(British Ecological Society) Researchers found that exposure to chronic low-dose radiation, similar to levels found in the Chernobyl exclusion zone, negatively affects bumble bee energy use by increasing their metabolic rate and food consumption. “An increase in nectar consumption for an individual bee could have important ecological consequences…”
(Julius-Maximilians-Universität) Wild populations of the western honey bee were widely assumed to be extinct in Europe. “However, recent fieldwork studies reveal that wild honey bees still exist in forests: Their colonies mainly nest in tree cavities.” So far, wild honey bees have only been observed in northern Poland and Germany, but new research estimates there could be as many as 80,000 wild honey bee colonies in European forests.
(EU News) The Environment, Public Health and Food Safety Committee for the European Union on Tuesday approved a resolution highlighting weaknesses in the EU Pollinator Initiative that render it inadequate to address the main causes of pollinators’ decline in Europe. The committee proposes that a reduction in the use of pesticides be set as a “common indicator” to evaluate how effective national measures are in protecting bees and other pollinators. To help further decrease pesticide residues in bee habitats, members of the European Parliament want the reduction of pesticide use to become a key part of the future Common Agricultural Policy.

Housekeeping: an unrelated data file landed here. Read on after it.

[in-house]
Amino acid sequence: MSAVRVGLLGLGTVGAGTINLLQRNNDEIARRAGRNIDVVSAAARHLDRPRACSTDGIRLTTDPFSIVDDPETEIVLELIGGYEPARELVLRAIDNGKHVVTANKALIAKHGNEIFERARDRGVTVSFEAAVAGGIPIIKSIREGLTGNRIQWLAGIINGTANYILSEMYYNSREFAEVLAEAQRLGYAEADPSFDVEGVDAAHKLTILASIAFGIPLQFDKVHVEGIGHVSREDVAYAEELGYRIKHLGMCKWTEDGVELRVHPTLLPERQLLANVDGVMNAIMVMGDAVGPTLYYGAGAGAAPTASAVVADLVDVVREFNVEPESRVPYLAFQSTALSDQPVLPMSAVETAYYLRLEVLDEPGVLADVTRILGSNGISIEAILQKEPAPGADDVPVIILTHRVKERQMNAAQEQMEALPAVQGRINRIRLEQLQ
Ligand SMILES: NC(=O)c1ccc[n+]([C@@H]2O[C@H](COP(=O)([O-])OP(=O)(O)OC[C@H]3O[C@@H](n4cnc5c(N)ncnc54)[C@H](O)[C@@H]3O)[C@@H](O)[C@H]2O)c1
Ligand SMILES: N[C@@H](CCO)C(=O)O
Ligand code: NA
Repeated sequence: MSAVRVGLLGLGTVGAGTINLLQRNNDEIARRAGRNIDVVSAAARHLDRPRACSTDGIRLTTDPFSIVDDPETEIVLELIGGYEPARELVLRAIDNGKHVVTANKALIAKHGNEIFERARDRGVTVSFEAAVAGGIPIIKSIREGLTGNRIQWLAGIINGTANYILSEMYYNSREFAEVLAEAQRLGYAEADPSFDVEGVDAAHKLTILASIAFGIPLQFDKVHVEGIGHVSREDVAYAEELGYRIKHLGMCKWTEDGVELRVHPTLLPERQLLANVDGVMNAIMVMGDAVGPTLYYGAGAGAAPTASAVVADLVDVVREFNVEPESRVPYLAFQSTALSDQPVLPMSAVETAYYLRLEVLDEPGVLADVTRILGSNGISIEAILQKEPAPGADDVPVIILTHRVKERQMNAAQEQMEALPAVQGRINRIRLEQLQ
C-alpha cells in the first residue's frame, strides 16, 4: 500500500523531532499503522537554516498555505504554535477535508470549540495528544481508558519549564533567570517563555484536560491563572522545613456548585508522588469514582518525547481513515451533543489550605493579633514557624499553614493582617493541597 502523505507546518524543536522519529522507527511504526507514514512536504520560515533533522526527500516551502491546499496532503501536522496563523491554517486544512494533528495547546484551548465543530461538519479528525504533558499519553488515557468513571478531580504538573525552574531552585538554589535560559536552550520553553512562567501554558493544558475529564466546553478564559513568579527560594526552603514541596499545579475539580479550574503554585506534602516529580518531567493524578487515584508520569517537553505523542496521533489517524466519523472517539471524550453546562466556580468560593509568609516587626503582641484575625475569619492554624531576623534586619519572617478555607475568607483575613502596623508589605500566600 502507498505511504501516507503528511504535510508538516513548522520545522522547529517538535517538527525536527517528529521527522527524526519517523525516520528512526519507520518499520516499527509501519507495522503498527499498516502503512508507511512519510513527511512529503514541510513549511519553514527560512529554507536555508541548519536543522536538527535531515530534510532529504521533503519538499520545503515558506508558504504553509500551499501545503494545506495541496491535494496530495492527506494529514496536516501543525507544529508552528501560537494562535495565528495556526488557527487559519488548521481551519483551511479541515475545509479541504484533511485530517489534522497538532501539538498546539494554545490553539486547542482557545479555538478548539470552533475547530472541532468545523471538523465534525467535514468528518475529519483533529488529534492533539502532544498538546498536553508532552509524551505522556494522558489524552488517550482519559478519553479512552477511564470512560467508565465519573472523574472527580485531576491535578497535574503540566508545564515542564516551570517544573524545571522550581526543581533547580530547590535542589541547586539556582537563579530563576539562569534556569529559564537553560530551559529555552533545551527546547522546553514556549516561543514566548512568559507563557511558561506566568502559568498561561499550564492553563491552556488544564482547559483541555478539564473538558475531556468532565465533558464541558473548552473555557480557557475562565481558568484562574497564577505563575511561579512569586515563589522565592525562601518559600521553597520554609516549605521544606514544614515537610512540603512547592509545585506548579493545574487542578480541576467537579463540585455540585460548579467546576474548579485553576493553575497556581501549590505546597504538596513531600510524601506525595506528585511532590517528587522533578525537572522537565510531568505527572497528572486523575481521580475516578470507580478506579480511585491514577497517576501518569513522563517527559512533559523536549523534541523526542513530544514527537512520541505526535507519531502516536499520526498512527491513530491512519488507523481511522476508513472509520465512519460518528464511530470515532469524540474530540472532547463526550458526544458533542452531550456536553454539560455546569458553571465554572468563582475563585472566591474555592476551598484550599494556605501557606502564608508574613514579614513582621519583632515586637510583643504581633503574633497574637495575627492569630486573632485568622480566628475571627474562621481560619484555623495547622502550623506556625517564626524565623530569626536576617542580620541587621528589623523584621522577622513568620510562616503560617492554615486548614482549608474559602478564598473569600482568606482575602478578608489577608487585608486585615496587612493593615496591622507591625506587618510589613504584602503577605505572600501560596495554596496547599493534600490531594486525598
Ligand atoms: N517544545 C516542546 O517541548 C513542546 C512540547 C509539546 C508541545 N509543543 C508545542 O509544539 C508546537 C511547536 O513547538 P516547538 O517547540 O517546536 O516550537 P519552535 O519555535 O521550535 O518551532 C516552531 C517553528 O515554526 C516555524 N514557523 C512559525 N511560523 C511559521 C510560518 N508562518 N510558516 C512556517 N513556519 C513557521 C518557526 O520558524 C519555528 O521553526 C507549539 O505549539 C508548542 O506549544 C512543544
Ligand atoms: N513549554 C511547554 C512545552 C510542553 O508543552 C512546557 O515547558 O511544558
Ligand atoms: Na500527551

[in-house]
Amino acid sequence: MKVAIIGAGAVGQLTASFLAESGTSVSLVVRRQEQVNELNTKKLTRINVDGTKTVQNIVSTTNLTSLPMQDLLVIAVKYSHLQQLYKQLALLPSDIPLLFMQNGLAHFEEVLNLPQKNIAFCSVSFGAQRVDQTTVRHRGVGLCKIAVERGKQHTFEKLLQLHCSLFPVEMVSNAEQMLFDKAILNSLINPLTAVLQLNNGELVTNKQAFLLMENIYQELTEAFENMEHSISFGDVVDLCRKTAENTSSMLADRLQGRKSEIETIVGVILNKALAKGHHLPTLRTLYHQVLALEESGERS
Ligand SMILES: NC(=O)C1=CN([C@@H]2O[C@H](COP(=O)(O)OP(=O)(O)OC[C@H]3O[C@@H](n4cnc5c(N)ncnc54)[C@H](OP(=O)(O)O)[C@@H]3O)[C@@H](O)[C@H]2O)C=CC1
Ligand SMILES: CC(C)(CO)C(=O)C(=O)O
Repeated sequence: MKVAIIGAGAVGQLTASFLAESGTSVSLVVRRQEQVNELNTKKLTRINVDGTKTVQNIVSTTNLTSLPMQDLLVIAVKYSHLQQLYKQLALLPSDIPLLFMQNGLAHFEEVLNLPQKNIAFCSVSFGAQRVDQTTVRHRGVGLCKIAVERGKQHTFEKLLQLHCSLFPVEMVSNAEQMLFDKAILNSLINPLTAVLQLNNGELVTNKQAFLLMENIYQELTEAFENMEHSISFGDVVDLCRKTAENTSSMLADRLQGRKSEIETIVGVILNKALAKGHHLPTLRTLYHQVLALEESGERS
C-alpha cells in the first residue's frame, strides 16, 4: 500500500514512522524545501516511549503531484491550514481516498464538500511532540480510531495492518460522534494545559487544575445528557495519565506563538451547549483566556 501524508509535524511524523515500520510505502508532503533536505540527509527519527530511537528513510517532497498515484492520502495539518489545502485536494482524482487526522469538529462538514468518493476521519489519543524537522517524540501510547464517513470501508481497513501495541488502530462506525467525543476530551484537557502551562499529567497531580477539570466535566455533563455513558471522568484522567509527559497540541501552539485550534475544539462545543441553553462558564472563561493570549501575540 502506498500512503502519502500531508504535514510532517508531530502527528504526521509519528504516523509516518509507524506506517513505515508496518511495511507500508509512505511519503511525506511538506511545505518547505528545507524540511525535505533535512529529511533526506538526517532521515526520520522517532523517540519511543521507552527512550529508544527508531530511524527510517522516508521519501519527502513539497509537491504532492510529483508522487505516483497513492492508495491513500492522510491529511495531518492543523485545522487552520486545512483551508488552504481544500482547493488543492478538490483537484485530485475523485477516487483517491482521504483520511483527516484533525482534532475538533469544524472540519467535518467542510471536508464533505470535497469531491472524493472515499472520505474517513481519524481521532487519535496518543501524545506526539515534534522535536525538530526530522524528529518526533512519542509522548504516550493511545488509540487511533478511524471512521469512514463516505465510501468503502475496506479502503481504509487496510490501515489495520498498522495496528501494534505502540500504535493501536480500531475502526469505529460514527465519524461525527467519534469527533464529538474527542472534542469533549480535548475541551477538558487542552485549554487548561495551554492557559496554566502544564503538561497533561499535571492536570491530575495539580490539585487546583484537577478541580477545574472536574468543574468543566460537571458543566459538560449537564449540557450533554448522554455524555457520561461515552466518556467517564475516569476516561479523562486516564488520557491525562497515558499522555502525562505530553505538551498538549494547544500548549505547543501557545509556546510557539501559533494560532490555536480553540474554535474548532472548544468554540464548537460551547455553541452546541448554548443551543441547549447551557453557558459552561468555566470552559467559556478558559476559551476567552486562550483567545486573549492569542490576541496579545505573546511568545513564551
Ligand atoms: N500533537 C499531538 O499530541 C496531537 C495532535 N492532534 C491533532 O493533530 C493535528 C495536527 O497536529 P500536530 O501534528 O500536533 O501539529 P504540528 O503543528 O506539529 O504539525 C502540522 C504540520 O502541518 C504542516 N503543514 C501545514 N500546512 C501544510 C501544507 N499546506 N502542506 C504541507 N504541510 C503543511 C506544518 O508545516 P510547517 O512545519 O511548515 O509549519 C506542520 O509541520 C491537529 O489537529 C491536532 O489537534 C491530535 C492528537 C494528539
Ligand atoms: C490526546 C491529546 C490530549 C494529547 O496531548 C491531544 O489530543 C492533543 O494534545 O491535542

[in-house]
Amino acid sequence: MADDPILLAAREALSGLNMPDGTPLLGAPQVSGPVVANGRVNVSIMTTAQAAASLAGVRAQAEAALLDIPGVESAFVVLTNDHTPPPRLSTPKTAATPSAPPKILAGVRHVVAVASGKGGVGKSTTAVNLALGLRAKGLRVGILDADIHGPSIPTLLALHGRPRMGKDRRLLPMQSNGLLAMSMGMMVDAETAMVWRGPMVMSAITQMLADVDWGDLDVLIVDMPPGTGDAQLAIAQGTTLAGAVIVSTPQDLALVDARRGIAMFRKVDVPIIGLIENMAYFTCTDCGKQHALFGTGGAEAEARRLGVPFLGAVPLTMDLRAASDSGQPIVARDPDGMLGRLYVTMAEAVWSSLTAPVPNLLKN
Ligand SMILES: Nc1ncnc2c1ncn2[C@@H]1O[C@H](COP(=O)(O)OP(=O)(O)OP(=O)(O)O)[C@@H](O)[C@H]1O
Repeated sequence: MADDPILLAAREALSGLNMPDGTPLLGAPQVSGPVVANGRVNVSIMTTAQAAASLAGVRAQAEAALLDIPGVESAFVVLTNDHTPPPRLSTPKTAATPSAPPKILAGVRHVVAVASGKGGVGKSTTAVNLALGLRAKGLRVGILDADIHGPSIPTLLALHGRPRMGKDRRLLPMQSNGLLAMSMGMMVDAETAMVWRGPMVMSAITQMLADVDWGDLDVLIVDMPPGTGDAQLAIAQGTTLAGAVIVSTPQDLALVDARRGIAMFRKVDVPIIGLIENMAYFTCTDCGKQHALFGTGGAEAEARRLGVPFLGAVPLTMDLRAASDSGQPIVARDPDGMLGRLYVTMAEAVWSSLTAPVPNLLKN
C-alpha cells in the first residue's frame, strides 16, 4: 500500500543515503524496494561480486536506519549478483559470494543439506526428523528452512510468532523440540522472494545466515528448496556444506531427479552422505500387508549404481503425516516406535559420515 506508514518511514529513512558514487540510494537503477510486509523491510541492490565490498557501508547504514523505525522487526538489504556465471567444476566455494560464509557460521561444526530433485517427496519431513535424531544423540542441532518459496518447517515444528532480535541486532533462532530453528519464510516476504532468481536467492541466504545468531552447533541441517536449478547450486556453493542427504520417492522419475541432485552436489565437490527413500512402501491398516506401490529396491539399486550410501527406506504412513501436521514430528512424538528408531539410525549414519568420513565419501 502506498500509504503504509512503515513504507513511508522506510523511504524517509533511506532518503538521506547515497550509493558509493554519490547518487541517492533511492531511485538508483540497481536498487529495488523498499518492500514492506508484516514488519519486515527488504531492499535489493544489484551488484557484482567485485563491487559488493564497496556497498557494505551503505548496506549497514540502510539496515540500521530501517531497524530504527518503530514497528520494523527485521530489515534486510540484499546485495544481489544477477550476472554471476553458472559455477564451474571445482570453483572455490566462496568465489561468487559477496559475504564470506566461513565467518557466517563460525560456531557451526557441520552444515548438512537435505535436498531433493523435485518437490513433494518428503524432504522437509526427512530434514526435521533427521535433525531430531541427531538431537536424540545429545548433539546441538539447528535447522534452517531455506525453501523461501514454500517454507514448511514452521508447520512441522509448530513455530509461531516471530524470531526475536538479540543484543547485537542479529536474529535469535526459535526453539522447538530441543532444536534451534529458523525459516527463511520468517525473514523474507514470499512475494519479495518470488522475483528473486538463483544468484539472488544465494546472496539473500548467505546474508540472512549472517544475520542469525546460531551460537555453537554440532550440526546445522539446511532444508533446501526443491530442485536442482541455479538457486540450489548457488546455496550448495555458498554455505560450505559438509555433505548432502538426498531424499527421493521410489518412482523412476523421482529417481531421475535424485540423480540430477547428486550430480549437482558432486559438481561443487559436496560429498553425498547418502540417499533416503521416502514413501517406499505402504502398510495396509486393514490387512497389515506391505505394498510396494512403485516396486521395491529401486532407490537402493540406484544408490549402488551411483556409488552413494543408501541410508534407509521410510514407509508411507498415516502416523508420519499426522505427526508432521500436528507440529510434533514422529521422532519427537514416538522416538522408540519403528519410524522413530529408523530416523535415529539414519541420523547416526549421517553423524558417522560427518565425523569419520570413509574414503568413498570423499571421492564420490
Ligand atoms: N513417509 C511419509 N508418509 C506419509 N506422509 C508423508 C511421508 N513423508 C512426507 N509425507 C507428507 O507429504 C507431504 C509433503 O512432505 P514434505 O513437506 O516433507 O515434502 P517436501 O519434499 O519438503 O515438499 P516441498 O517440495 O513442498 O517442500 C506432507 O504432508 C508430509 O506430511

(CNRS) Despite a 2013 moratorium on the use of neonicotinoids in the European Union, residues of these insecticides can still be detected in rape nectar from 48 percent of the plots studied, their concentrations varying greatly over the years. These findings indicate that persistent use of neonicotinoids with certain crops in open fields threatens bees and pollinators frequenting other, untreated crops; they confirm that residues remain and spread in the environment.
(StarTribune) The European Parliament on Wednesday blocked a diluted proposal by the 28-nation bloc’s executive arm on protecting bees from pesticides, arguing it didn’t go far enough. European lawmakers adopted a resolution urging the European Commission to “table new legislation based on the latest scientific and technical knowledge.” They said the Commission weakened its initial proposal due to the opposition of 16 member states which did not want provisions in the draft on how pesticides should be tested to protect bees from chronic exposure.
(Bloomberg Environment) The European Union plans to tighten the criteria it uses to assess how harmful pesticides may be to honey bees, potentially making it harder for manufacturers to get authorized for some of their products. The tighter criteria would become mandatory when evaluating how pesticides affect bees in the short-term, under a draft rule the European Parliament’s environment committee discussed Sept. 25.